My YA Problem


Graham Greene once noted that since a novel takes years to write, you are not the same person at the end of the book as you were in the beginning.

Besides morphing into a slothful creature, one who cancels all her hair appointments, manages to go weeks without shaving, or feeding their family anything from the four basic food groups, there is a profound sense of change.

Even stranger is beginning the journey, and ending up on a completely different path. When I began writing my novel, the voice that came to me happened to be half my age and male. And no matter how much I pushed him into maturity, and told him to clean up his room and stop slumping in his seat, he refused to age.

Now this presented a problem. I’m not a YA reader, nor am I willing to shop at Forever 21, talk to my kids as equals, and pump myself full of Botox and denial. And if you’re a teenager, serving me a burger and fries, call me ma’am for godsake! It’s just weird if you say miss. Besides, I’m hungry, not delusional.

So what do I do on my revision to correct this? I added another main character – only younger. …Ah, good Lord. Maybe I am Benjamin Button . . . it would explain why I resorted to the fetal position for the rewrite. Maybe it was that view that helped me see what was prized on my bookshelf: The Outsiders, The Catcher in the Rye, True Grit, To Kill a Mockingbird and The Book Thief.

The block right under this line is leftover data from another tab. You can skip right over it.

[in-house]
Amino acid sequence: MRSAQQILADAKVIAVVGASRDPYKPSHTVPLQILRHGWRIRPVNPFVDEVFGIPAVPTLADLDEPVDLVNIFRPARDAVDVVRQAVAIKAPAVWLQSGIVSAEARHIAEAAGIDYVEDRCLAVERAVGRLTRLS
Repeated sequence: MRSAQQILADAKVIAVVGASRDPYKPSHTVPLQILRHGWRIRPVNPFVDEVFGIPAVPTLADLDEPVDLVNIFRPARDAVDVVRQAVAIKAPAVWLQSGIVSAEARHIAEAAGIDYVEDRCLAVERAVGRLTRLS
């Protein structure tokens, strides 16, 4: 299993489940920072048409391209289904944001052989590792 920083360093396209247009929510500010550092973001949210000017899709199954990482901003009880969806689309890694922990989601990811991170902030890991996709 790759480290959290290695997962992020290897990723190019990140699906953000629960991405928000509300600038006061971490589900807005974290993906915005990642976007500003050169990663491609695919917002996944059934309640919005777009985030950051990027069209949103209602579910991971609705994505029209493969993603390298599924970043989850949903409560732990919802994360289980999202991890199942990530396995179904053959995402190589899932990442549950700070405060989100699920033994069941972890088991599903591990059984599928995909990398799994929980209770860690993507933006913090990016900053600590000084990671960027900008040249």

Epiphany! They’re all YA. Another epiphany! With the exception of The Book Thief, they are not current. Call me ma’am, indeed.

Even more troubling is that I didn’t realize The Book Thief was YA until I tried to buy another copy at the bookstore (after my first copy was stolen – no joke!) and was directed to a place where there were witches, vampires, werewolves and zombies.

“Why is this here?” I said to the clerk. “The Book Thief is too good to be in the company of the undead!”

“Yeah, it surprises everyone,” he said. “I don’t know why they put it here. I guess because of the character’s age.”

Yes, yes. YA is an age range, not a genre! (That epiphany really saved me from a rewrite that involved my main character eating the other main character in a case of the zombie munchies. That’s some wicked hunger, too. Whew.)

So once I felt good about that, I really found my character’s voice, which lead to the discovery I’m super immature, and really need to clean up my room and stop slumping in my seat. Besides, it’s making my sciatica hurt.


7 thoughts on “My YA Problem

  1. Lorna's Voice

    Don’t you love epiphanies? They come so rarely and with such a big shebang!

    I agree about how we as well as our work morph over the course of time. I’d be kind of worried if we didn’t. An element to my novel that I thought was integral to the story when I first started writing it a year ago is now deleted. It was liberating! 😉

  2. bronxboy55

    I don’t know that I’ve ever thought about this before, but the writing affects the author as much as the author affects the writing. Maybe even more.

    Excellent post.

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